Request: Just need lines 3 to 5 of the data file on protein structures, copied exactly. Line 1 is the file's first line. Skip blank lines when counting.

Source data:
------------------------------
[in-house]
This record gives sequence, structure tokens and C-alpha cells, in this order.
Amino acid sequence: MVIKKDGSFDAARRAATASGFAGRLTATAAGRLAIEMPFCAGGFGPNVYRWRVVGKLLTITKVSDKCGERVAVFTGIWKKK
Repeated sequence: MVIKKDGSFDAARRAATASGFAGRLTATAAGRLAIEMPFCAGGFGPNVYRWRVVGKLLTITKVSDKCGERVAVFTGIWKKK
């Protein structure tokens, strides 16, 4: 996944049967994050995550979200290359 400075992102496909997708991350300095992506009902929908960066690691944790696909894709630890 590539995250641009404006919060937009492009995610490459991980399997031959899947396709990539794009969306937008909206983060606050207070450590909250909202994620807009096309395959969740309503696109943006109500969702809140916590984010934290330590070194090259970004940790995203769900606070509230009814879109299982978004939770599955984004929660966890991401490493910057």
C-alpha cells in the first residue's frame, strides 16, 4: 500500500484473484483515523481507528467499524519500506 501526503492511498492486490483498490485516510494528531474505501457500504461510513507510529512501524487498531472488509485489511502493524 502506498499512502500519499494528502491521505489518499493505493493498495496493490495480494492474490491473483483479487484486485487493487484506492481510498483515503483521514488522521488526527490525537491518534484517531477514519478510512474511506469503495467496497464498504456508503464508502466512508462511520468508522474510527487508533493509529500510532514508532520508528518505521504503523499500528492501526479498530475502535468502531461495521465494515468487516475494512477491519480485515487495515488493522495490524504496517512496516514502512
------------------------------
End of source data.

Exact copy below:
Amino acid sequence: MVIKKDGSFDAARRAATASGFAGRLTATAAGRLAIEMPFCAGGFGPNVYRWRVVGKLLTITKVSDKCGERVAVFTGIWKKK
Repeated sequence: MVIKKDGSFDAARRAATASGFAGRLTATAAGRLAIEMPFCAGGFGPNVYRWRVVGKLLTITKVSDKCGERVAVFTGIWKKK
């Protein structure tokens, strides 16, 4: 996944049967994050995550979200290359 400075992102496909997708991350300095992506009902929908960066690691944790696909894709630890 590539995250641009404006919060937009492009995610490459991980399997031959899947396709990539794009969306937008909206983060606050207070450590909250909202994620807009096309395959969740309503696109943006109500969702809140916590984010934290330590070194090259970004940790995203769900606070509230009814879109299982978004939770599955984004929660966890991401490493910057």